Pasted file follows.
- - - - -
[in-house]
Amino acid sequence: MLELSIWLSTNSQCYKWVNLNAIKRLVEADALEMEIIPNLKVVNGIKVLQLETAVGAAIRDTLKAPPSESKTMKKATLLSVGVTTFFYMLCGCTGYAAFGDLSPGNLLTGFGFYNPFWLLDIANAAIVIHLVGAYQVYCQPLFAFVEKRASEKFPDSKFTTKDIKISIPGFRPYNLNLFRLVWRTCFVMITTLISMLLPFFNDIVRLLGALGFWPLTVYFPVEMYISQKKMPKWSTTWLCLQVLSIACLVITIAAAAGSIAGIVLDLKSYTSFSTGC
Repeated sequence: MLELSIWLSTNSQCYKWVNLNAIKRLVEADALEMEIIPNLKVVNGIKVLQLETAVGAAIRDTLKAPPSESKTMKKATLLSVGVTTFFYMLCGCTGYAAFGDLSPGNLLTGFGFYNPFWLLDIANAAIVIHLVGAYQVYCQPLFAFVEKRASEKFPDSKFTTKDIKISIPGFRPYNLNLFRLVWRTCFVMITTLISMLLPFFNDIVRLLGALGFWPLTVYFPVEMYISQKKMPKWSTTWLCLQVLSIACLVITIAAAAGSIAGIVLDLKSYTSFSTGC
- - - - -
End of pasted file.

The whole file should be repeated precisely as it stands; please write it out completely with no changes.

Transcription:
[in-house]
Amino acid sequence: MLELSIWLSTNSQCYKWVNLNAIKRLVEADALEMEIIPNLKVVNGIKVLQLETAVGAAIRDTLKAPPSESKTMKKATLLSVGVTTFFYMLCGCTGYAAFGDLSPGNLLTGFGFYNPFWLLDIANAAIVIHLVGAYQVYCQPLFAFVEKRASEKFPDSKFTTKDIKISIPGFRPYNLNLFRLVWRTCFVMITTLISMLLPFFNDIVRLLGALGFWPLTVYFPVEMYISQKKMPKWSTTWLCLQVLSIACLVITIAAAAGSIAGIVLDLKSYTSFSTGC
Repeated sequence: MLELSIWLSTNSQCYKWVNLNAIKRLVEADALEMEIIPNLKVVNGIKVLQLETAVGAAIRDTLKAPPSESKTMKKATLLSVGVTTFFYMLCGCTGYAAFGDLSPGNLLTGFGFYNPFWLLDIANAAIVIHLVGAYQVYCQPLFAFVEKRASEKFPDSKFTTKDIKISIPGFRPYNLNLFRLVWRTCFVMITTLISMLLPFFNDIVRLLGALGFWPLTVYFPVEMYISQKKMPKWSTTWLCLQVLSIACLVITIAAAAGSIAGIVLDLKSYTSFSTGC